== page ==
The film is at its most intense and claustrophobic (she is, after all, walled in by her fears and assumptions) in its handling of the interior spaces of the Harper house. Bennett paces incessantly through the house, nervously chain-smoking, trying to hide her machinations from her family, as if she were turning in a cage.
In the foreground, the camera is most obsessive about Bennett’s every move, but it is also recording, in the background, the routine of the family, so that the spectator is bound by a sense of a precarious balance between the two levels and of the constant threat of the possibility of the rupturing of the fragile membrane that separates the two.
Bennett plays the role with a dark distraction in which she see ms always to be just a bit to one side of the on-screen action, plotting her next move. She is frequently interrupted, never really alone — even when she is driving with Donnelly, the character played by Mason, at a traffic light someone leans from the next car to talk to her.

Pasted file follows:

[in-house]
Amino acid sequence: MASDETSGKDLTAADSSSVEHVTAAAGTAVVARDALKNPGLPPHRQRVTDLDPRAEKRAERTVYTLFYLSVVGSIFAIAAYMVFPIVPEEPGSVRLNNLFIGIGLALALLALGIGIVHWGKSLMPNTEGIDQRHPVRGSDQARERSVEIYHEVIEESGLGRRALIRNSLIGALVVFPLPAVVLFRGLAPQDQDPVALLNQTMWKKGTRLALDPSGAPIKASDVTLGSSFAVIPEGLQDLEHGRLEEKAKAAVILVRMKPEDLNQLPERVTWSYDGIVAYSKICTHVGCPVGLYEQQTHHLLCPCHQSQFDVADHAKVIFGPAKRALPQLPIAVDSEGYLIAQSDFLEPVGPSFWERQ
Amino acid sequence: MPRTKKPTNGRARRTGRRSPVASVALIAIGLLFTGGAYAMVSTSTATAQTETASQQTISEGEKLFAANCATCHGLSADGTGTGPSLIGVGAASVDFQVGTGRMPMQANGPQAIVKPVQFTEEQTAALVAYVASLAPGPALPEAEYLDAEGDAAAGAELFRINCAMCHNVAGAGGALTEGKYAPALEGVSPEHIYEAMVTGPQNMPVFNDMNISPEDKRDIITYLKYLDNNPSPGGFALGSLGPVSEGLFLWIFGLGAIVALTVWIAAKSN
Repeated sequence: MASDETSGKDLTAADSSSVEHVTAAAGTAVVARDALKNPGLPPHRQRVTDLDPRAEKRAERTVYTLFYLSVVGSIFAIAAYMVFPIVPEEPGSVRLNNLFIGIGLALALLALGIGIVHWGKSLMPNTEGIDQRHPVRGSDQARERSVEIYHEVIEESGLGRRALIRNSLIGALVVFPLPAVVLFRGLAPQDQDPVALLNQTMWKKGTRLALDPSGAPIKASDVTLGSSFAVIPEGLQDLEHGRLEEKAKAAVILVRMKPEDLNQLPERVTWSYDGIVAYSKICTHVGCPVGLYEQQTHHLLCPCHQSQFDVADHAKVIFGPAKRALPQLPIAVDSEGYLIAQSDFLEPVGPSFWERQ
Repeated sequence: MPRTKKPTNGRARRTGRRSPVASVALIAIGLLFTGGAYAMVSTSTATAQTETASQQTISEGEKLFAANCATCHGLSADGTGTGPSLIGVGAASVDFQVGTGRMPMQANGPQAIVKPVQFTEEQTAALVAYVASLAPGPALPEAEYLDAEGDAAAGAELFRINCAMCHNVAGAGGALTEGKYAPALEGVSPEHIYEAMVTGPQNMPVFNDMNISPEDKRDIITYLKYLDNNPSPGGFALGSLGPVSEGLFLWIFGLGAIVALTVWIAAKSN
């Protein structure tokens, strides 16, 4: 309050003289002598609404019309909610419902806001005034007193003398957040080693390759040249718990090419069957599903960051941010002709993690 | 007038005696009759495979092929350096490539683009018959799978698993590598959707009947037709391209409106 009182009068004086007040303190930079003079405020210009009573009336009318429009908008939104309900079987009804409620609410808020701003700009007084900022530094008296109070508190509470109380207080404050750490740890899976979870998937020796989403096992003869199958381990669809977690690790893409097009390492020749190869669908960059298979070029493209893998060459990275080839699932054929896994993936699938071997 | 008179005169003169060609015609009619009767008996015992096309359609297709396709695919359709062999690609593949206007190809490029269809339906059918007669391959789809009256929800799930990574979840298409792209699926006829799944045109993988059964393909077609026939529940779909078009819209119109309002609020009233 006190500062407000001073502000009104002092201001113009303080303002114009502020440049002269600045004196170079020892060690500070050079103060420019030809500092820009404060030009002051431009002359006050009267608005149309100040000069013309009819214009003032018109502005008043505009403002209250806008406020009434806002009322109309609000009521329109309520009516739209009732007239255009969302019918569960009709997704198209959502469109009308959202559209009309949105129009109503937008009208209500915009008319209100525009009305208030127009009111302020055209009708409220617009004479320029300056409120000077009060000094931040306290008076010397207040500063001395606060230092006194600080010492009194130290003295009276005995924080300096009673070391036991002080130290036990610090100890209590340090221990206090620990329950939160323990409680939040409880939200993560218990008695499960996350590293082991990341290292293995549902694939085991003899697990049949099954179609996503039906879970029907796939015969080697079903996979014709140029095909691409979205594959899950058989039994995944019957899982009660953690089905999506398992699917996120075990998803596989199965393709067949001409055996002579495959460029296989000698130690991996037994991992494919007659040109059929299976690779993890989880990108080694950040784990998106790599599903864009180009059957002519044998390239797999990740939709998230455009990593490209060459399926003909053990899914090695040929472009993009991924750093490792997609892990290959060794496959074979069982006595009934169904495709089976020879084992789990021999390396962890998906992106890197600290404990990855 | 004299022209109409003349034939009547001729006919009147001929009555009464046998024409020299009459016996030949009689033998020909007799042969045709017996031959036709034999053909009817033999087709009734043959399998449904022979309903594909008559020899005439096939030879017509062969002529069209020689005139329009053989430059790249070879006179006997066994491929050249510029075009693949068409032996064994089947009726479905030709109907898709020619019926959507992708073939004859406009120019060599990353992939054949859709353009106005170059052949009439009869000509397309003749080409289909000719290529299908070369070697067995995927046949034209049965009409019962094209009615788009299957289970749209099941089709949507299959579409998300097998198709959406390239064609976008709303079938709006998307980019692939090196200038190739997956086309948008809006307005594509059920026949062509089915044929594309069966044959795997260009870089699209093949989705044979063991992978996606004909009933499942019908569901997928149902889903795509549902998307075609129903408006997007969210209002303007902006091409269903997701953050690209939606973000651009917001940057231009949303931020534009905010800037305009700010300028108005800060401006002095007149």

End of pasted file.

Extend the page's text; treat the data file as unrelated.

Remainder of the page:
She is always tracked by the camera, but this is symptomatic of a larger trajectory at which her every movement seems to coincide with an intersection. There is no one moment in the film that is in itself irretrievably reckless. It is rather the narrative, restlessly exploring the implications of movements, that is reckless.
Lucia Harper (Bennett) can only be saved by the intervention of an outside agency, initially threatening, finally converted into something benign and protective, a member of her extended family taking from her the role she cannot herself carry off successfully and restoring her as manager of the household and bearer of the telephone message to a no longer threatening exterior world, “Everything’s fine.”